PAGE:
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Know What to Say on a Job Interview

Interview Tips

How to Act During Interviews

Smile, immediately offer a firm handshake, introduce yourself, and say something like, "I'm pleased to meet you." or "I've been looking forward to talking with you." Be sincere and avoid informal greetings that you might use to greet your friends. Take the polite, conservative route.

Read the mood. If the interviewer is formal, then you probably should be, too. If the interviewer is casual, then follow along while remaining courteous and professional.

In either case, try to appear to be relaxed, but not too relaxed. It's not a good idea to put your feet up on the interviewer's desk! In fact, wait to be told to take a seat or ask if you may and then say thank you. This shows good manners.

If it's possible without making a commotion, scoot your chair a little closer to the interviewer's desk or take the chair closet to the desk, like you're ready to dive right in. This shows interest and confidence. But don't invade the interviewer's personal space, a perimeter of about two feet by U.S. standards.

Sit with good posture, but avoid looking as stiff as a board. If you don't know what to do with your hands, keep them folded in your lap. This is another indication of good manners. Avoid crossing your arms over your chest, as it subliminally demonstrates a closed mind to some.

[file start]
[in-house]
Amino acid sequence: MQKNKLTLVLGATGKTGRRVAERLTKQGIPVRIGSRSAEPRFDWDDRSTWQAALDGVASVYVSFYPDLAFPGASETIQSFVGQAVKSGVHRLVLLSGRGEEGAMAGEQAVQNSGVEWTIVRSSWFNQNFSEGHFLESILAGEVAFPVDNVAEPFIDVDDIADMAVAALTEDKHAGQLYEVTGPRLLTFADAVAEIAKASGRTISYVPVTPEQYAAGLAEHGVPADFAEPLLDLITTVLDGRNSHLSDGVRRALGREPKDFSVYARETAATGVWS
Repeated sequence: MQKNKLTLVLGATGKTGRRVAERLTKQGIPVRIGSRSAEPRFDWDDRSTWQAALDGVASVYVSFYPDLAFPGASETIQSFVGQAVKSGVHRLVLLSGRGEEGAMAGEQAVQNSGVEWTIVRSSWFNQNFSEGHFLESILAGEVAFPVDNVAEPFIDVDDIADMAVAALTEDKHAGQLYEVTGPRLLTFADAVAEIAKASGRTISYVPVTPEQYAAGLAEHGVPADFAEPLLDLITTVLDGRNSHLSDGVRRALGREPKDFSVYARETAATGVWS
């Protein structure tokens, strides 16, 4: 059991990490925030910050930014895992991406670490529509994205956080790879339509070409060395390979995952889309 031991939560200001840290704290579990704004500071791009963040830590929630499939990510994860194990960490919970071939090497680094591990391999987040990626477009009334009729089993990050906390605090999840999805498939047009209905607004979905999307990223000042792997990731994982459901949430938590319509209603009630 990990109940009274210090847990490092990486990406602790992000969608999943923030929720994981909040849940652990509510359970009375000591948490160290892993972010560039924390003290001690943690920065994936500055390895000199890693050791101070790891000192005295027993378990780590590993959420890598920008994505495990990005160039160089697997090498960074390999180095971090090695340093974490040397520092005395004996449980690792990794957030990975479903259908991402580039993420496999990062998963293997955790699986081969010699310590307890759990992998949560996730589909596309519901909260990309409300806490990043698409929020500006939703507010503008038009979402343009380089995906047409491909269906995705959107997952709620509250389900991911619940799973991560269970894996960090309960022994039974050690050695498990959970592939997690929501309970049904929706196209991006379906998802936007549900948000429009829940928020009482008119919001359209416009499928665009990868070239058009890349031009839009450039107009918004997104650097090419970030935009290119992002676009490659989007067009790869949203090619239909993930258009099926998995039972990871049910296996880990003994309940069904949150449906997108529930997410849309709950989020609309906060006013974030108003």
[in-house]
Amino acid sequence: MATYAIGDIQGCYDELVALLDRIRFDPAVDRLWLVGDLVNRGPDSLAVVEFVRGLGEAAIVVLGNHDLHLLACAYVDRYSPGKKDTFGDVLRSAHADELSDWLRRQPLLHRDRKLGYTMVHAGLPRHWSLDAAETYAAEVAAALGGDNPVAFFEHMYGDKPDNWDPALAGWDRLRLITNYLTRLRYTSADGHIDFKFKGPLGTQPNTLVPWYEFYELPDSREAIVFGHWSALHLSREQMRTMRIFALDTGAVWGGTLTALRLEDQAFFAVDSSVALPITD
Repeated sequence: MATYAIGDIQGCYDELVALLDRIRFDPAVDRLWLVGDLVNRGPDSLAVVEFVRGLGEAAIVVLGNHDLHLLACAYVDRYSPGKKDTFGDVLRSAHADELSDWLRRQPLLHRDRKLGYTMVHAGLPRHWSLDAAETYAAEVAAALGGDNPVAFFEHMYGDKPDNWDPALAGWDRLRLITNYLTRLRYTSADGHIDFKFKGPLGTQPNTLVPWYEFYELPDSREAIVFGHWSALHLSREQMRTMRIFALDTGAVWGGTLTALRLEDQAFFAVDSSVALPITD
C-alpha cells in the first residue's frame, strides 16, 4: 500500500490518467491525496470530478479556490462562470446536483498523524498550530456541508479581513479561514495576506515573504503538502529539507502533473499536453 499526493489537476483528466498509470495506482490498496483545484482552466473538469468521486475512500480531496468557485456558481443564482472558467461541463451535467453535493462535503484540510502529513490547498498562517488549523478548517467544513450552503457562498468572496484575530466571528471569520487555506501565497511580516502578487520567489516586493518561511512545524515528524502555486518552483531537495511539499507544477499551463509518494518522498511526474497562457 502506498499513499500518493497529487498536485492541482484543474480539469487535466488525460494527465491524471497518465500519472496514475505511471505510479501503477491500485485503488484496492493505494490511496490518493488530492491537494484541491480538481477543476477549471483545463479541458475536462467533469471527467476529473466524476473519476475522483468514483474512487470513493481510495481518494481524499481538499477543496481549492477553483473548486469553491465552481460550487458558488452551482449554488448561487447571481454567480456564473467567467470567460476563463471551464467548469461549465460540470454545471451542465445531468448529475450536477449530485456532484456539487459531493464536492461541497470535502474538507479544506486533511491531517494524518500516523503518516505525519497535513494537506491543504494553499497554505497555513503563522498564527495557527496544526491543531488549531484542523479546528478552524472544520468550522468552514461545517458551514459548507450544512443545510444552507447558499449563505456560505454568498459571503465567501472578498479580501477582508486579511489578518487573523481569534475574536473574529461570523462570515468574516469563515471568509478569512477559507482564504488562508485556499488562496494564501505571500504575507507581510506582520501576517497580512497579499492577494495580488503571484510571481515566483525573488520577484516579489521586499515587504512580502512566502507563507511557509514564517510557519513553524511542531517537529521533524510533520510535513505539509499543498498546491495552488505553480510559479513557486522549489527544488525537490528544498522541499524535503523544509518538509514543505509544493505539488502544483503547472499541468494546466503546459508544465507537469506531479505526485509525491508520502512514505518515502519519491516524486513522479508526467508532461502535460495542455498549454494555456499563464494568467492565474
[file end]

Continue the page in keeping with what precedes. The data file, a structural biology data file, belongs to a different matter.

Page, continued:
Even formally-trained interviewers are regular people like you, so they'll expect you to be a little nervous while sitting in the "hot seat." Still, try to avoid obvious signs like fidgeting.

Maintain eye contact with the interviewer. Avoid staring or you might make the interviewer uncomfortable; but, don't look away too often either. To some, failure to maintain a comfortable level of eye contact indicates that you are lying, reaching for answers or lacking confidence.

Don't eat, drink, chew gum or smoke, or even ask if it's okay. But, if your interviewer offers a beverage, it's okay to accept if you have a dry mouth from nervousness, yet steady enough hands to avoid spills. If you do accept a beverage, ask for a coaster or something else on which to place it, instead of placing it directly on the interviewer's office furniture. This shows good manners too.

It's probably best to say no thanks to snacks (unless you're at an interview meal), so you don't accidentally drop crumbs in your lap, be forced to talk with your mouth full, and all that other stuff your parents told you to avoid while eating.

Speaking of which, if you are attending an interview meal, show good table manners. For example, place the napkin in your lap and don't order anything complicated and messy to eat like ribs or crab legs, and avoid bad-breath foods like garlic and onions; chew with your mouth closed, keep your elbows off the table, and order only moderately-priced items.

To keep your mind clear and your image clean, don't order alcohol even if your interviewer does. Let your interviewer pick up the tab and be sure to thank him or her for the meal.

It's okay to ask questions as your interview progresses, to better answer questions that your interviewer asks you. But withhold the bulk of your questions until the interviewer asks if you have any, which is typically toward the end of an interview.

Typically, you'll negotiate salary and discuss benefits, perks, and such in a follow-up interview or near the end of your first. Regardless, don't raise those topics until your interviewer does; but, be ready to discuss them at anytime.

Toward the end of your interview, ask your interviewer if it's okay if you follow up in a few days with an email or phone call. To get contact info, ask for his or her business card.

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